Berry, Richard. Choosing and Using a CCD Camera. Richmond, VA: Will-mann-Bell, Inc., 1992. This book's subtitle, "A practical guide to getting maximum performance from your CCD camera," describes its mission well. Written as an introductory guide for amateur astronomers, it presents topics such as field of view, calibration, integration time, guiding, tracking, and image processing in a digestible format.
Berry, Richard, Veikko Kanto, and John Munger. The CCD Camera Cookbook. Richmond, VA: Willmann-Bell, Inc., 1994. This how-to book describes the construction of CCD cameras based on Texas Instruments TC211 and TC245, for amateur astronomers with minimal experience with electronics. Includes test software for construction and software to operate the completed camera.
Buil, Christian. CCD Astronomy: Construction and Use of an Astronomical CCD Camera. Richmond, VA: Willmann-Bell, Inc., 1991. (Translation and revision of Astronomie CCD, from the French.) This remarkable book was years ahead of its time, and is responsible for bringing CCD imaging to the world community of amateur astronomers. Contains detailed descriptions of CCDs and accompanying electronics, software, and display devices, as well as many images.
Hoist, Gerald C. CCD Arrays, Camera, and Displays. Bellingham, WA: SPIE Optical Engineering Press, 1998. An excellent general introduction to using CCDs as imaging devices for television and machine vision. Detailed sections on colorimetry, radiometry, array performance, camera performance, sampling theory, and image quality. Excellent all-around background for the engineer.
Howell, Steve B. Astronomical CCD Observing and Reduction Techniques.
San Francisco: Astronomical Society of the Pacific Conference Series, vol. 23, 1992. A series of papers by professional astronomers about using CCDs for observations. Fine background material for amateur astronomers and students contemplating the use of a CCD camera for astrometry or photometry.
Howell, Steve B., Handbook of CCD Astronomy. Cambridge: Cambridge University Press, 2000. An excellent resource for amateurs interested in scientific imaging with CCDs. Although photometry is the primary focus, astrometry and spectroscopy are also covered, and a section on CCDs in space observatories rounds out the book.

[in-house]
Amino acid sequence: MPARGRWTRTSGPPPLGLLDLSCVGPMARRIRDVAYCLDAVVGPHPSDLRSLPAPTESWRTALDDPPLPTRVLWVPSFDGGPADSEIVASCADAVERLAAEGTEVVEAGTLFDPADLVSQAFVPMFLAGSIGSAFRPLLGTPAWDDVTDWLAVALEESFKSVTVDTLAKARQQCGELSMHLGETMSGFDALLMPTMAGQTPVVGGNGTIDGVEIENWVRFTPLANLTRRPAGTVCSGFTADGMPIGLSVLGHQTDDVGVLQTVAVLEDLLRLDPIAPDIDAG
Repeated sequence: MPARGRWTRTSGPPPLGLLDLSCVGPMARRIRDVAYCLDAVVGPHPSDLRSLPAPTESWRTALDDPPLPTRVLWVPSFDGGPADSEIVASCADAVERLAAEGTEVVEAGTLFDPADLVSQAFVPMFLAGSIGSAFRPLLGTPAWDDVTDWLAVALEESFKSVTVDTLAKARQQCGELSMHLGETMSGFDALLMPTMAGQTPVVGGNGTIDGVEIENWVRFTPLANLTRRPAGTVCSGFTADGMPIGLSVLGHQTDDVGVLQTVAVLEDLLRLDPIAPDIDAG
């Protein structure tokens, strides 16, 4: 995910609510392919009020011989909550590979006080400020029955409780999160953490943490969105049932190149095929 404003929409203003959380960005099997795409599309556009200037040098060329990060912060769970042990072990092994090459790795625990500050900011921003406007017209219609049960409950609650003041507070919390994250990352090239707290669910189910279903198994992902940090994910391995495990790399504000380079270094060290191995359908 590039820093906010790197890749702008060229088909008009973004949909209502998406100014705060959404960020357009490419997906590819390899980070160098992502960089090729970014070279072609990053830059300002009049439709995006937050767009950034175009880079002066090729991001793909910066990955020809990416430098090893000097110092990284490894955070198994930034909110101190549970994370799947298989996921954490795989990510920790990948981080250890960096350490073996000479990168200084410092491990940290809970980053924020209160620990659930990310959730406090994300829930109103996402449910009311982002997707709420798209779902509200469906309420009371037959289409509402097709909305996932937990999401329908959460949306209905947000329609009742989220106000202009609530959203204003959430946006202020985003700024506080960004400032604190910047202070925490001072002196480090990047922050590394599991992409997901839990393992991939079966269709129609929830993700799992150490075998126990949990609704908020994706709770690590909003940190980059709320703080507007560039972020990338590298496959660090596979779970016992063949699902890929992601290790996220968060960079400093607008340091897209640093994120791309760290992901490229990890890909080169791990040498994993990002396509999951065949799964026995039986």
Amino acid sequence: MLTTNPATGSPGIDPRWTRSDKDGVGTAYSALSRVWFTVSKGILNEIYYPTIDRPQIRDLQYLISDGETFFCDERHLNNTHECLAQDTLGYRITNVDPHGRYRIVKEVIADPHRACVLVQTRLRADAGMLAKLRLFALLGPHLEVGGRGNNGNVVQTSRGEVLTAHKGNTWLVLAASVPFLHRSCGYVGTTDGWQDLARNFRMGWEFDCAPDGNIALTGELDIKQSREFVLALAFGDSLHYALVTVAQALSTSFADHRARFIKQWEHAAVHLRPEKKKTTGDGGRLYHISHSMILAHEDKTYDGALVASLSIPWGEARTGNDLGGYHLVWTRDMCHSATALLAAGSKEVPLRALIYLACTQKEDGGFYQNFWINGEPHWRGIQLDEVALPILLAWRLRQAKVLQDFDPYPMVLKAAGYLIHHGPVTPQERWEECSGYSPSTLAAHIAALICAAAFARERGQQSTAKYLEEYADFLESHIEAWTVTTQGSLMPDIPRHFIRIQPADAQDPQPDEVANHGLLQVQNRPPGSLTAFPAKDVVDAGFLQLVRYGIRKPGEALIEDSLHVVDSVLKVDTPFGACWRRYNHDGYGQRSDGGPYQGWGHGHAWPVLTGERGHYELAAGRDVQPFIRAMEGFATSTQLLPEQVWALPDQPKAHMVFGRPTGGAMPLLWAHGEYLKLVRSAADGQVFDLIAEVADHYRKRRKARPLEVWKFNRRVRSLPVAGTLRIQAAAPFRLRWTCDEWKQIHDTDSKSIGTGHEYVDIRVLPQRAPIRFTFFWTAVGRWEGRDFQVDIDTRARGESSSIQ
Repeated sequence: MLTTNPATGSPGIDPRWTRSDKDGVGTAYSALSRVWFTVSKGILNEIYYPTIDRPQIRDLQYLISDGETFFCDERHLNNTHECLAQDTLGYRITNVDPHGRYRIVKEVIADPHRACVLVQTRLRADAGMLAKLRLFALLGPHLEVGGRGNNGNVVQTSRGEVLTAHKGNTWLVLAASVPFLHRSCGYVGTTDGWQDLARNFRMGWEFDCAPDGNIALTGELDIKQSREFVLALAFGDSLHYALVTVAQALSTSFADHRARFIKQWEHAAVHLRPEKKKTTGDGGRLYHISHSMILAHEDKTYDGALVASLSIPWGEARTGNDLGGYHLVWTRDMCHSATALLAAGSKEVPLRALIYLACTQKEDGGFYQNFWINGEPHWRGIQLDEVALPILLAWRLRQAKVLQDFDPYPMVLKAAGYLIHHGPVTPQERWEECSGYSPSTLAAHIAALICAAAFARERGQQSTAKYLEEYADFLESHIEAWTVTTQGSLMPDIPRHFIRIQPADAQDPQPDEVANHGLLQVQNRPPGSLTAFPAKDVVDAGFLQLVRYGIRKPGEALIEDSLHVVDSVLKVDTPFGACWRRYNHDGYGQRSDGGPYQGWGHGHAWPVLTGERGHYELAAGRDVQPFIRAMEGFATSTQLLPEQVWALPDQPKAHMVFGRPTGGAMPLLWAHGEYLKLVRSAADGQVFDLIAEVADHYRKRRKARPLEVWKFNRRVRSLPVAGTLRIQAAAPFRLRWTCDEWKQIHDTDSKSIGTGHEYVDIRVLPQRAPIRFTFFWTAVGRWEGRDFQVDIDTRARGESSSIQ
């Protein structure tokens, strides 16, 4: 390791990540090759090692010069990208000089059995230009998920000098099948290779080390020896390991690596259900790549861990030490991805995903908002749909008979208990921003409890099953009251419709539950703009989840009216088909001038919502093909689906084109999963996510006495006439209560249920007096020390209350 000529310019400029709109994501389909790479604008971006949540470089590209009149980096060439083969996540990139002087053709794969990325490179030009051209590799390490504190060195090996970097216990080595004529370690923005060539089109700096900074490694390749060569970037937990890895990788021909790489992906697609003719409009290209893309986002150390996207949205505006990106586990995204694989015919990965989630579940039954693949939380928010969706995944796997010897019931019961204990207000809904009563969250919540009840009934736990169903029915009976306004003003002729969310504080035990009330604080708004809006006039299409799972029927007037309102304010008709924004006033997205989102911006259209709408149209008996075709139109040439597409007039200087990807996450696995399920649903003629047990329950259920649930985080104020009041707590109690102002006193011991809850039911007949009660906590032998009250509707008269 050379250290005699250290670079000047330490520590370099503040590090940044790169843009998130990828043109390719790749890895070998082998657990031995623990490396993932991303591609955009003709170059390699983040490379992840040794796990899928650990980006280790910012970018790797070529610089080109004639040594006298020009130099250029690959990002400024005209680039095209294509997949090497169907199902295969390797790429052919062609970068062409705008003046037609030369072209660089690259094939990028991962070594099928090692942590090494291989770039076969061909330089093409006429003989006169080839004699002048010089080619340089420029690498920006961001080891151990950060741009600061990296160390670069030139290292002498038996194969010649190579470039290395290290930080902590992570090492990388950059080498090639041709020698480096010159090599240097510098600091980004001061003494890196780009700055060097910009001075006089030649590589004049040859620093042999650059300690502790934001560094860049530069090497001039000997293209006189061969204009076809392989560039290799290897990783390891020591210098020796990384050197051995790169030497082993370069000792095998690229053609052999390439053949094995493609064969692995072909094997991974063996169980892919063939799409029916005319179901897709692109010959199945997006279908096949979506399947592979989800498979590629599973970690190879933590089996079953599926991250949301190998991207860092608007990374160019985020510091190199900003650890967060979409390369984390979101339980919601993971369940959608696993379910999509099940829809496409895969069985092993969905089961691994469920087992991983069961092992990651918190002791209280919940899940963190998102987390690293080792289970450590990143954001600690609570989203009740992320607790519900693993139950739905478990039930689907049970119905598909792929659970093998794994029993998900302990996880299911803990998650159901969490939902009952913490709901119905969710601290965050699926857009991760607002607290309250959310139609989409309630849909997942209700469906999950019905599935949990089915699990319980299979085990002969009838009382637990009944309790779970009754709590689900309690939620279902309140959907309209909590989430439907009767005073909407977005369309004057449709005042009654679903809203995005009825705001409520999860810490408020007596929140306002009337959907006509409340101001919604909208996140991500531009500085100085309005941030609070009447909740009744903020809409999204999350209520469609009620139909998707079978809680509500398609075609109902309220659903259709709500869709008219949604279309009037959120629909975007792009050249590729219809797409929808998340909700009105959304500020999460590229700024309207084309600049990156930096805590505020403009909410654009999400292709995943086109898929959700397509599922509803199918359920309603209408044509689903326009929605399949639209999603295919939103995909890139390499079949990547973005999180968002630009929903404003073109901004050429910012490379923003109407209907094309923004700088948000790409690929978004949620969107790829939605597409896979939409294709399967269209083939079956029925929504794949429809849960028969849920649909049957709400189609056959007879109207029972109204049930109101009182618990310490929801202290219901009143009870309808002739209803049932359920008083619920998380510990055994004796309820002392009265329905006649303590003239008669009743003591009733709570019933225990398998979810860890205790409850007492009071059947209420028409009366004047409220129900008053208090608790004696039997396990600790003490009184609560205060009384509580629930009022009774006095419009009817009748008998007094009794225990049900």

Jacoby, George H. CCDs in Astronomy. San Francisco: Astronomical Society of the Pacific Conference Series, vol. 8, 1990. In the intervening years, CCDs have improved greatly, but this volume of papers presented at a conference of professional astronomers in 1989 is still useful background for students and amateurs who want to use CCDs for scientific observations.
Martinez, Patrick, and Alain Klotz. A Practical Guide to CCD Astronomy.
Cambridge: Cambridge University press, 1997. Describes how CCD cameras work and what factors determine their performance. Lots of practical tips on using CCD cameras designed for amateurs.
McLean, Ian. Electronic Imaging in Astronomy, Detectors and Instrumentation. Chichester: John Wiley and Sons, 1997. Although it was written by a professional astronomer for professional astronomers and graduate students, this book will interest students at all levels as well as amateurs who are serious about astronomical imaging. Comprehensive discussion of topics from the physics of CCD detectors through telescopes and instrumentation to computers and image processing.
Ratledge, David. The Art and Science of CCD Astronomy. London: Springer, 1997. This book is a collection of articles by well-known observers, covering topics that range from solar imaging to high-resolution planetary imaging, to observing form the city and overcoming light pollution.
Was this article helpful?